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Trump Tariffs Are Making Canadian Lobster Great Again

Tariffs on American goods are boosting Canadian lobster exports.

My family and I took a vacation to visit friends in the Canadian province of New Brunswick recently. New Brunswick, which is located to the northeast of Maine, is a long drive from Georgia so we took the opportunity to explore the area while we there. While we shopped at a lobster and seafood shop in the seaside village of Alma, I had an interesting conversation with the proprietor.

As we browsed, the owner asked me what I thought of Donald Trump. As I usually do, I replied noncommittally that I wasn’t a huge fan of the president.

“Well, he’s been good for us,” the Canadian shop owner replied.

He went on to explain how President Trump’s trade war had helped Canadian lobstermen. Like many farmers and fishermen, the lobstermen of Maine exported much of their catch to other countries, including China.

At least they did before the trade war. Seafood Source reported that 2018 had started as a bumper year for Maine lobster, but the implementation of tariffs quickly changed that. After China raised retaliatory tariffs on American imports, lobster shipments declined by 84 percent.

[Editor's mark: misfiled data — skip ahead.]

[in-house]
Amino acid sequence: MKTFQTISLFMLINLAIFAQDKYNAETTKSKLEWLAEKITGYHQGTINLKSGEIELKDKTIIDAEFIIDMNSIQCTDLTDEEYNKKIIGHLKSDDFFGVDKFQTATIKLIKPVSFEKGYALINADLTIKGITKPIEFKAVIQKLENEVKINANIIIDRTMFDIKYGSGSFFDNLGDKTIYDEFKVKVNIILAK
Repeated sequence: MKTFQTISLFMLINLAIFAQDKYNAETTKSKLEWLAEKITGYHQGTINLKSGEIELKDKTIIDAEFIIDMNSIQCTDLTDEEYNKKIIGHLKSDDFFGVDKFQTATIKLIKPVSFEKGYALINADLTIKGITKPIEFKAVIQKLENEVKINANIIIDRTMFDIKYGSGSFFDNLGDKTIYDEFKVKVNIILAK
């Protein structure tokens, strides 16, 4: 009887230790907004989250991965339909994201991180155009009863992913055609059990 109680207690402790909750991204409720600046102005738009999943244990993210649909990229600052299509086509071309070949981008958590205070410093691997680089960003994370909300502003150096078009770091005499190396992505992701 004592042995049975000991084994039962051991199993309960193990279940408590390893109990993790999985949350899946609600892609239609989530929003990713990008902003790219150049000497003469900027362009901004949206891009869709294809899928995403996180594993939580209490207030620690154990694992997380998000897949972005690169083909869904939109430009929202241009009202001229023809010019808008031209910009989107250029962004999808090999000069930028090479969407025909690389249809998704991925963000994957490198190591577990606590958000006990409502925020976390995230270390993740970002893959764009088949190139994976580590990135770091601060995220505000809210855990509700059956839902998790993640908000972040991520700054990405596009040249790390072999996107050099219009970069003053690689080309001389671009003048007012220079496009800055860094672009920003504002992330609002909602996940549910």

Canadian lobster exporters, unaffected by the US-China trade war, have picked up the slack. The shop owner explained that many importers who had previously bought US lobster were turning to Canada. The Canadian fishermen were benefitting both from increased volume demand for their product as well as higher prices.

While we were in Canada, the going rate for local lobster was CAD $12.99 per pound. Lobster meat was CAD $38.99 per pound. An internet price search of Maine lobster found whole lobster prices slightly lower at about $8.99 per pound (about CAD $11.80)  but lobster meat more expensive at $50-60. The higher price for US lobster meat may be due to the difficulty in finding immigrant labor. (I discussed the shortage of immigrant work visas in an article last year.)

American buyers benefitted from a favorable exchange rate in which one Canadian dollar was equal to about 75 US cents. Customers from China and other countries also benefit from the softer Canadian dollar when they buy lobster from Canadian companies. Taxes on American imports and the better exchange rate have combined to sharply boost Canadian exports.

“Our sales to China have increased dramatically this year – around 30 to 40 percent – compared to last year,” David Xu, China representative for lobster exporter ZF Max International, told Seafood Source.

Canada has also benefitted from a new free trade agreement with Europe. In 2017, Canada and the EU signed the Comprehensive Economic and Trade Agreement. One of the provisions of this treaty is that Canadian lobsters can be imported to Europe without a tariff. In contrast, European buyers must pay an eight percent tax on American lobster. US lobster shipments to Europe fell 47 percent as a result of the deal reported the Portland Press Herald. To protect themselves, many American companies are moving at least part of their operation to Canada.